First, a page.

Encryption Technology and HIPAA email
The Security Regulations do not state that email encryption is mandatory, but do specify that encryption is an “addressable specification” for controlling access to PHI. An “addressable specification” is a safeguard which is not required, but which must be considered, and implemented if it is a reasonable and appropriate safeguard. If a decision is made not to implement an addressable specification, the organization must “document why it would not be reasonable and appropriate to implement” and “implement an equivalent alternative measure if reasonable and appropriate.” Encryption is usually the most prudent method other than developing and deploying your own closed network environment.
Healthcare organizations and HIPAA
If you are a healthcare provider, health plan, or healthcare clearinghouse, you are a “Covered Entity”. Covered Entities need to comply with HIPAA regulations on privacy, security, and the conduct of claims transactions. If you are not a Covered Entity, but do business with a Covered Entity that involves transmission of PHI, you are probably a “Business Associate,” which means you must enter into a specific form of contract that holds you to the Covered Entity’s privacy protection obligations. If that is the case, you need to understand the regulations and develop a compliance plan that meets your particular company needs. Organizations like Safety Send are available to provide assistance to your HIPAA compliance team.
Email versus paper communication
Whether you communicate via paper or email, you are still bound by HIPAA’ s privacy and security regulations. Electronic communication is already the norm in most areas of business, including areas requiring high levels of privacy and security, such as financial services and the legal profession. Only you can decide if email is right for your business. When properly handled, using email can be the most convenient, fast and safe method of communication. Safety Send offers a variety of solutions for secure email suitable for any sized company.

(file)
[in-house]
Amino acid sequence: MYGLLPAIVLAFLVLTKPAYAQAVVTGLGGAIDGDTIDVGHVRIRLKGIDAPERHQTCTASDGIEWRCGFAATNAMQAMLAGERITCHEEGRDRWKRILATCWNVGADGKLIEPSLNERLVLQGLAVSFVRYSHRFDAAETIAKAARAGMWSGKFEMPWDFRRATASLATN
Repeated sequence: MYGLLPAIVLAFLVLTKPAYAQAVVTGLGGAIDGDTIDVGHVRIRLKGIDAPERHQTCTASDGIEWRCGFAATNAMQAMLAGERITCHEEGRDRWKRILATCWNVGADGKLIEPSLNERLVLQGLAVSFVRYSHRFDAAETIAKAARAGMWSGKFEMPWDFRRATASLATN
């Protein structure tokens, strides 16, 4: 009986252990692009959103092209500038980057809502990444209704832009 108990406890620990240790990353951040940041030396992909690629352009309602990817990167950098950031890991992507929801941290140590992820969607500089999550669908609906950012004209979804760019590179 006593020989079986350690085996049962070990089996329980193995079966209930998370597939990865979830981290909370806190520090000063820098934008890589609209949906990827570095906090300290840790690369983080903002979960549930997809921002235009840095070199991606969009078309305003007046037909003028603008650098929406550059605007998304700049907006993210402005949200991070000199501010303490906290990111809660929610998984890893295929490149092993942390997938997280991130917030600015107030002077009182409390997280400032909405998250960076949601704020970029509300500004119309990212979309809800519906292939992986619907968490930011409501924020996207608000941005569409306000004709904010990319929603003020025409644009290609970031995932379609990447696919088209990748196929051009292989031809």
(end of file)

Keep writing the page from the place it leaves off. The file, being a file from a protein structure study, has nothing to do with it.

HIPAA is the first federal law to impose criminal penalties for improper use or disclosure of PHI. Civil penalties are also available. To impose either civil or criminal penalties for a violation of HIPAA, there must be proof the party charged failed to comply with a requirement of the HIPAA legislation or one of the regulations. Criminal violations will be investigated and prosecuted by the United States Department of Justice and Federal Bureau of Investigation and can carry a fine up to 10 years in prison and $250,000 for violating the law with malice or for profit. HHS will investigate civil violations with penalties ranging up to $25,000 a year for any given type of violation. Since it is not yet clear how HIPAA will be enforced, it is best to fully document your company’s privacy policies and procedures and why these are the correct actions for your company. This documentation can serve as evidence that all reasonable steps were taken to ensure HIPAA compliance.
Receiving non-secure email massages
It depends on the situation. If you receive a sensitive message from a company or individual you do not have an established relationship with (e.g. a person inquiring about a health condition he has), you want to be careful what you do with it. You should protect it, but you shouldn’t face any penalties as a result of having received essentially an unsolicited email. If you have a regular relationship with another party that communicates PHI to your company, you need to ensure you have taken steps to manage it, or you may be taking a risk. Products that automatically encrypt all sensitive incoming and outgoing emails are good solutions for this type of situation.
Archived email messages
Archived messages do not fall under the same set of rules as transmitted communication, but it’s a good idea to protect them. There are tools available to pull information out of databases, and these tools can easily be used for hacking. Also, some states are beginning to enact laws that require database protection. Safety Send offers archiving services to companies interested in safely securing their stored messages.
Safety Send and HIPAA regulations
Safety Send provides a number of products and services that Covered Entities and Business Associates can use to protect PHI in email communications. These solutions meet HIPAA security requirements and include other features that support HIPAA compliance, including requirements for physical safeguards, technical security services and administrative procedures. While Safety Send is not a Covered Entity, we hold ourselves to a level of compliance with HIPAA requirements. Our “scaled” solutions are appropriate email-related safeguards for any size or type of Covered Entity. Covered Entities have a choice of solutions which they can integrate into their own compliance programs as they find appropriate.